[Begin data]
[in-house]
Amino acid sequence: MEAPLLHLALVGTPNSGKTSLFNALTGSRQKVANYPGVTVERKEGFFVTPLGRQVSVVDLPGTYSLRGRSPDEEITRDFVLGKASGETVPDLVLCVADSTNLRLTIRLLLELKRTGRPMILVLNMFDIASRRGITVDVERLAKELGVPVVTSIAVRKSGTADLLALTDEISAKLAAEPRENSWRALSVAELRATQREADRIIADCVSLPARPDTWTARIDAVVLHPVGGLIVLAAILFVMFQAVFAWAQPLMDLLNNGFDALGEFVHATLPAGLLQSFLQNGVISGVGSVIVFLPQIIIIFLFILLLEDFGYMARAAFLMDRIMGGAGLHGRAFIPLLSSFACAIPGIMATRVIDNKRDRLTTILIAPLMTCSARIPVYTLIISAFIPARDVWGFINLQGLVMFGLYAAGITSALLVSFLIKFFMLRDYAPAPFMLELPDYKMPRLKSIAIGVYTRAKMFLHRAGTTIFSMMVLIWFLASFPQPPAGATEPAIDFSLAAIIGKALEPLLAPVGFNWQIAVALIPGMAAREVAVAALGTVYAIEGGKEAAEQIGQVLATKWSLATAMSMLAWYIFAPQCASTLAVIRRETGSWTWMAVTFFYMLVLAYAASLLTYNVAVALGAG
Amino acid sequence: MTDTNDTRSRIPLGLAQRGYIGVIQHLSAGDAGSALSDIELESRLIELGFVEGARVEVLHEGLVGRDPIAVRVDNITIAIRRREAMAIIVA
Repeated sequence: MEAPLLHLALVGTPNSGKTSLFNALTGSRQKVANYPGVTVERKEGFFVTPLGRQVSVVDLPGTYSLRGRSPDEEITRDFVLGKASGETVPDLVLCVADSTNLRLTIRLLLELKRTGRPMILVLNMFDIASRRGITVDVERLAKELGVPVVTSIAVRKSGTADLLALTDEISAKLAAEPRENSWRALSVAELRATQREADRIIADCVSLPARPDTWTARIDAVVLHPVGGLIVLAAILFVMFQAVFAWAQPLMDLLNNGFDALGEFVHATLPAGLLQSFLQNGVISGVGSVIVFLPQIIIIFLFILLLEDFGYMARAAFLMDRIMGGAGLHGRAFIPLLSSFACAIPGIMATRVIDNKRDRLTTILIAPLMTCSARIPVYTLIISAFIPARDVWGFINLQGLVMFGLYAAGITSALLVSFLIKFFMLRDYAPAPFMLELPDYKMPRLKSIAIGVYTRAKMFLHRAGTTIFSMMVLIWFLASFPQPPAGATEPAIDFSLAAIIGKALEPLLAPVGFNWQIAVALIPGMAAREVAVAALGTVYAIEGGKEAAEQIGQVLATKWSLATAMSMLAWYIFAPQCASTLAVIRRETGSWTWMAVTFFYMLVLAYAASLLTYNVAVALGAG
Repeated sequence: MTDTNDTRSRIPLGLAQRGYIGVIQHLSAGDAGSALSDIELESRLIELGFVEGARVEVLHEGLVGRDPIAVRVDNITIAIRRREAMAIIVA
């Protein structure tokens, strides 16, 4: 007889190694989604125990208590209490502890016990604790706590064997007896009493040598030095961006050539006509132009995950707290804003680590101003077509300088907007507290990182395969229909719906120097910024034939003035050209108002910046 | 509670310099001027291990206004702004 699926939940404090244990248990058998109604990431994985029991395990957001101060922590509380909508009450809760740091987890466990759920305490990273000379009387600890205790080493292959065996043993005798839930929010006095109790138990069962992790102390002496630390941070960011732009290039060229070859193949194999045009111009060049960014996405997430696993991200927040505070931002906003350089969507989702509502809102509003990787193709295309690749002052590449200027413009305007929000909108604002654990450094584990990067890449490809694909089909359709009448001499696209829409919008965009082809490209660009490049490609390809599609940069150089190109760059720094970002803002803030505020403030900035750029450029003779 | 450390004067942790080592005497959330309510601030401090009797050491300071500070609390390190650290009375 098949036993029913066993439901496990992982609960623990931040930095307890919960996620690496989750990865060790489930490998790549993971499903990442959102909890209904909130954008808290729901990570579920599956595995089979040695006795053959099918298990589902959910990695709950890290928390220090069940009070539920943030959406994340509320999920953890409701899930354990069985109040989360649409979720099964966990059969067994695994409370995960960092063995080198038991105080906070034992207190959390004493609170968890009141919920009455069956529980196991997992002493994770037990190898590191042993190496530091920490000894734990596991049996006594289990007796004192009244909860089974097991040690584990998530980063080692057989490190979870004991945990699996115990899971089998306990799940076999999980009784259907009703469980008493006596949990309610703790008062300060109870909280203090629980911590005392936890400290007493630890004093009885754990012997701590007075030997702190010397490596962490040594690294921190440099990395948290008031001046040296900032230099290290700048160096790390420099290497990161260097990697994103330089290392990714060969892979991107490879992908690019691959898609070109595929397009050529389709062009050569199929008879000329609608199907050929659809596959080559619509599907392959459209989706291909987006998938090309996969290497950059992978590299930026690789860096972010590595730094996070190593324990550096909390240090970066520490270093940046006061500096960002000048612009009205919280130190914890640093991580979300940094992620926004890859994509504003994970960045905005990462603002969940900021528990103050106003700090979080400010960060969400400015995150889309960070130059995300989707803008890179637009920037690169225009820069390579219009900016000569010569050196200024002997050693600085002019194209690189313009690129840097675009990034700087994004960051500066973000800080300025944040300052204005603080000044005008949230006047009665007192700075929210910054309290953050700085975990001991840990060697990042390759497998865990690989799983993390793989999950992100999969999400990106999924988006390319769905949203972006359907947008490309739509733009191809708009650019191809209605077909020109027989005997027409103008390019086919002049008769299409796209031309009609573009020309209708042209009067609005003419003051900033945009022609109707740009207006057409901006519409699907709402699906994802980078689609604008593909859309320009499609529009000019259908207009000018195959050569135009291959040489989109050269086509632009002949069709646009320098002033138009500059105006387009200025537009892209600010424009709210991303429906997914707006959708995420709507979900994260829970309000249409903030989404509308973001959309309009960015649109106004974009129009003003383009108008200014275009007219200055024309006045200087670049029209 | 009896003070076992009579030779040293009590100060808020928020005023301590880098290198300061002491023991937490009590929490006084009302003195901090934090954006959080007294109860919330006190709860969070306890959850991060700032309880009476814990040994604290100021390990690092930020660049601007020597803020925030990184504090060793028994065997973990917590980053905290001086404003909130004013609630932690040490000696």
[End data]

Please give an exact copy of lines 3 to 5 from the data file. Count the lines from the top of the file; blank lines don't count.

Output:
Amino acid sequence: MTDTNDTRSRIPLGLAQRGYIGVIQHLSAGDAGSALSDIELESRLIELGFVEGARVEVLHEGLVGRDPIAVRVDNITIAIRRREAMAIIVA
Repeated sequence: MEAPLLHLALVGTPNSGKTSLFNALTGSRQKVANYPGVTVERKEGFFVTPLGRQVSVVDLPGTYSLRGRSPDEEITRDFVLGKASGETVPDLVLCVADSTNLRLTIRLLLELKRTGRPMILVLNMFDIASRRGITVDVERLAKELGVPVVTSIAVRKSGTADLLALTDEISAKLAAEPRENSWRALSVAELRATQREADRIIADCVSLPARPDTWTARIDAVVLHPVGGLIVLAAILFVMFQAVFAWAQPLMDLLNNGFDALGEFVHATLPAGLLQSFLQNGVISGVGSVIVFLPQIIIIFLFILLLEDFGYMARAAFLMDRIMGGAGLHGRAFIPLLSSFACAIPGIMATRVIDNKRDRLTTILIAPLMTCSARIPVYTLIISAFIPARDVWGFINLQGLVMFGLYAAGITSALLVSFLIKFFMLRDYAPAPFMLELPDYKMPRLKSIAIGVYTRAKMFLHRAGTTIFSMMVLIWFLASFPQPPAGATEPAIDFSLAAIIGKALEPLLAPVGFNWQIAVALIPGMAAREVAVAALGTVYAIEGGKEAAEQIGQVLATKWSLATAMSMLAWYIFAPQCASTLAVIRRETGSWTWMAVTFFYMLVLAYAASLLTYNVAVALGAG
Repeated sequence: MTDTNDTRSRIPLGLAQRGYIGVIQHLSAGDAGSALSDIELESRLIELGFVEGARVEVLHEGLVGRDPIAVRVDNITIAIRRREAMAIIVA